Nonviolent action around the world – 19 January 2010 (Part 1)

Burma torture now ‘more widespread’
By: Democratic Voice of Burma, January 18, 2010
Torture in Burma is “now more widespread than at any time in recent decades”, according to an open letter sent by an Asian rights group to the UN’s torture rapporteur.
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Burma’s Supreme Court hears final Suu Kyi appeal
By: BBC News, January 18, 2010
Burma’s Supreme Court has heard a final appeal against the extended house arrest of pro-democracy leader Aung San Suu Kyi. Her sentence was extended by 18 months last year after a US man swam uninvited to her lakeside home in Rangoon.
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Hong Kong approves China rail link
By: Jonathan Cheng, WSJ, January 19, 2010
The government here won a tough battle to fund a controversial railway project, but an ugly showdown Saturday between protesters and riot police wielding pepper spray could signal more conflict to come over highly contested political reforms.
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Chinese attack on Google seen as cybertheft
By: Tom Gjelten, NPR, January 18, 2010
Google’s carefully worded announcement last week that it had experienced “a highly sophisticated and targeted” cyberattack in China caught the attention of both human-rights advocates and industrial espionage experts, though for quite different reasons.
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Journalists in China face e-mail hijacking
By: CNN, January 18, 2010
Foreign correspondents in at least two Beijing, China, bureaus of news organizations have had their Google e-mail accounts attacked, with e-mails forwarded to a mysterious address, according to the Foreign Correspondents’ Club of China.
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China: Leading human rights attorney is missing
By: JD Journal, January 18, 2010
The Chinese government claims that prominent human rights lawyer and Nobel Peace Prize nominee Gao Zhisheng “went missing” last year while in their custody. Gao was taken into custody by security forces last February. In 2001 Gao was named one of China’s top 10 lawyers but later ran afoul of the government for providing legal services to victims of government abuses.
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China appoints ex-soldier as Tibet governor
By: BBC News, January 15, 2010
China has chosen a former soldier as the new governor of Tibet after the previous one resigned unexpectedly. The new governor, Padma Choling, is an ethnic Tibetan who served 17 years in China’s army before joining the regional government, state media said.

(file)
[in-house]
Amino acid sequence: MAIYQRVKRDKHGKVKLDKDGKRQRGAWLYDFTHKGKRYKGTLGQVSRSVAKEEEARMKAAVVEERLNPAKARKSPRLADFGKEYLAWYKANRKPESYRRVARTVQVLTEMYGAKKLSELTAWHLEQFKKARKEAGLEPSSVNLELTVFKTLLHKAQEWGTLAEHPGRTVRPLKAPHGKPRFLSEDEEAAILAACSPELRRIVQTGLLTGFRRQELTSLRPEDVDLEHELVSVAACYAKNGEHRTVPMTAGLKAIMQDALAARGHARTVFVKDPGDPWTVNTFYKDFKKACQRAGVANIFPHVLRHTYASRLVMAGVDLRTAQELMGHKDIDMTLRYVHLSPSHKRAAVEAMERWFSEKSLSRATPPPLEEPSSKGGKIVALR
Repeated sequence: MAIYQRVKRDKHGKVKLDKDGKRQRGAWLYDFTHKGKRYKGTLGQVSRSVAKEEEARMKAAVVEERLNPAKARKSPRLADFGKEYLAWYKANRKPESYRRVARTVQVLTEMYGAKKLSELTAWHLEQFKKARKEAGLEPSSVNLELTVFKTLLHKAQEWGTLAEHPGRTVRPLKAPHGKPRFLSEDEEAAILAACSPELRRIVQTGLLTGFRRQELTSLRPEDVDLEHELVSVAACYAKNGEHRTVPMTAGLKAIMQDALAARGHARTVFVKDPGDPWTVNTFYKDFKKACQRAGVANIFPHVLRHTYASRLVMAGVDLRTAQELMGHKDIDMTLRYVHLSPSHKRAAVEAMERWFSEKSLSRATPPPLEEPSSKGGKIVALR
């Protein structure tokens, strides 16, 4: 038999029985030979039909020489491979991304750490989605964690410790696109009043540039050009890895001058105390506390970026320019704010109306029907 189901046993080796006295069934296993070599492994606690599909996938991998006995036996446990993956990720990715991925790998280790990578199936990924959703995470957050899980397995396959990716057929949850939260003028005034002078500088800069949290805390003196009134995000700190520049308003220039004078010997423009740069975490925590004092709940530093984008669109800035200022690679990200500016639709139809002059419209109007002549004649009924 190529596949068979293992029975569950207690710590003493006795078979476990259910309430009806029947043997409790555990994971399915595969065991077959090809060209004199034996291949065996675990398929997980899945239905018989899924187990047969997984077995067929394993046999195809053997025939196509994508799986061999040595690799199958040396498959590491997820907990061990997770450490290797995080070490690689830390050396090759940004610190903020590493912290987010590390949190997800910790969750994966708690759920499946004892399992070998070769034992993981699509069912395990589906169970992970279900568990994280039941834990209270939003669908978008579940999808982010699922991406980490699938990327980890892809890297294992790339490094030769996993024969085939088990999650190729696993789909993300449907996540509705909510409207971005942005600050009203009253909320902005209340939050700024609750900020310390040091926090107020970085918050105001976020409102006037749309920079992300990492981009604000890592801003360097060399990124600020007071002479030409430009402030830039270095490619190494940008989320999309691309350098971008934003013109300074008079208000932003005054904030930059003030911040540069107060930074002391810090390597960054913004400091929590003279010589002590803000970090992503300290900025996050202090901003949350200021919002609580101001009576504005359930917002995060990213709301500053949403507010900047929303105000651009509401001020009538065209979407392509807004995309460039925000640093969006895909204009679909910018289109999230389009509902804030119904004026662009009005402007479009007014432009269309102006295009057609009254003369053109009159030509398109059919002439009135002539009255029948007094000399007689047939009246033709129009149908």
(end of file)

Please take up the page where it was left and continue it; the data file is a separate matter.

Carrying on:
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Scaling the digital wall in China
By: Brad Stone and David Barboza, NY Times, January 15, 2010
Just as Mongol invaders could not be stopped by the Great Wall, Chinese citizens have found ways to circumvent the sophisticated Internet censorship systems designed to restrict them. They are using a variety of tools to evade government filters and to reach the wide-open Web that the Chinese government deems dangerous.
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Censors back on Google as China defends internet actions
By: CNN, January, 14, 2010
The Chinese government was defending its Internet practices Thursday, even as censorship of Google results — which had briefly been lifted — appeared to return.
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China: Human rights activists tell of cyber attacks
By: Tania Branigan, The Guardian, January 14, 2010
Well-known human rights advocates in China and a Tibetan rights activist in the United States have disclosed that their Gmail accounts have been compromised. They came forward after Google’s announcement of a sustained cyber attack on activists and other illicit accessing of accounts, but stressed that the problem goes back much further.
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Tibet: Stanford student was targeted in Google cyberattack
By: Mike Swift, Mercury News, January 14, 2010
When Tenzin Seldon, a 20-year-old sophomore at Stanford, logged onto her Gmail account from New York over winter break, she may have helped Google understand the widespread penetration of its network by unidentified hackers in China.
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South Korea’s “comfort women” stage 900th weekly protest
By: Bryan Farrell, Waging Nonviolence, January 14, 2010